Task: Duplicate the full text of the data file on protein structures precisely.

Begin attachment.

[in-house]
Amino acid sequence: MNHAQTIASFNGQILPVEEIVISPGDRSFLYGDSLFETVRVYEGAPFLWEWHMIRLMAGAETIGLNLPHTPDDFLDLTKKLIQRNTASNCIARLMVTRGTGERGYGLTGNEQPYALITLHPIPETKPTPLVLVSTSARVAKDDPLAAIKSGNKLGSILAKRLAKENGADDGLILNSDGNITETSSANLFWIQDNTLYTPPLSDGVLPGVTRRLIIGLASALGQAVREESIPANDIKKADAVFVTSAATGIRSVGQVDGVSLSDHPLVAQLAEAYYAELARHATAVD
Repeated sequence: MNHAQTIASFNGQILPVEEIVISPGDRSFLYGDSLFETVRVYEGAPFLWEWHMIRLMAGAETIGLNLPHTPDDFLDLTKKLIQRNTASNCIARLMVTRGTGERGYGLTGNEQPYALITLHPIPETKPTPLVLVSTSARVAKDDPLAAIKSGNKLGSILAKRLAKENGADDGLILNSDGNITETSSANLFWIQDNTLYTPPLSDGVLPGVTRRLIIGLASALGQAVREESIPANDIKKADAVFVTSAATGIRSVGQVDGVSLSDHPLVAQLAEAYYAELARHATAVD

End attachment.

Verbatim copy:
[in-house]
Amino acid sequence: MNHAQTIASFNGQILPVEEIVISPGDRSFLYGDSLFETVRVYEGAPFLWEWHMIRLMAGAETIGLNLPHTPDDFLDLTKKLIQRNTASNCIARLMVTRGTGERGYGLTGNEQPYALITLHPIPETKPTPLVLVSTSARVAKDDPLAAIKSGNKLGSILAKRLAKENGADDGLILNSDGNITETSSANLFWIQDNTLYTPPLSDGVLPGVTRRLIIGLASALGQAVREESIPANDIKKADAVFVTSAATGIRSVGQVDGVSLSDHPLVAQLAEAYYAELARHATAVD
Repeated sequence: MNHAQTIASFNGQILPVEEIVISPGDRSFLYGDSLFETVRVYEGAPFLWEWHMIRLMAGAETIGLNLPHTPDDFLDLTKKLIQRNTASNCIARLMVTRGTGERGYGLTGNEQPYALITLHPIPETKPTPLVLVSTSARVAKDDPLAAIKSGNKLGSILAKRLAKENGADDGLILNSDGNITETSSANLFWIQDNTLYTPPLSDGVLPGVTRRLIIGLASALGQAVREESIPANDIKKADAVFVTSAATGIRSVGQVDGVSLSDHPLVAQLAEAYYAELARHATAVD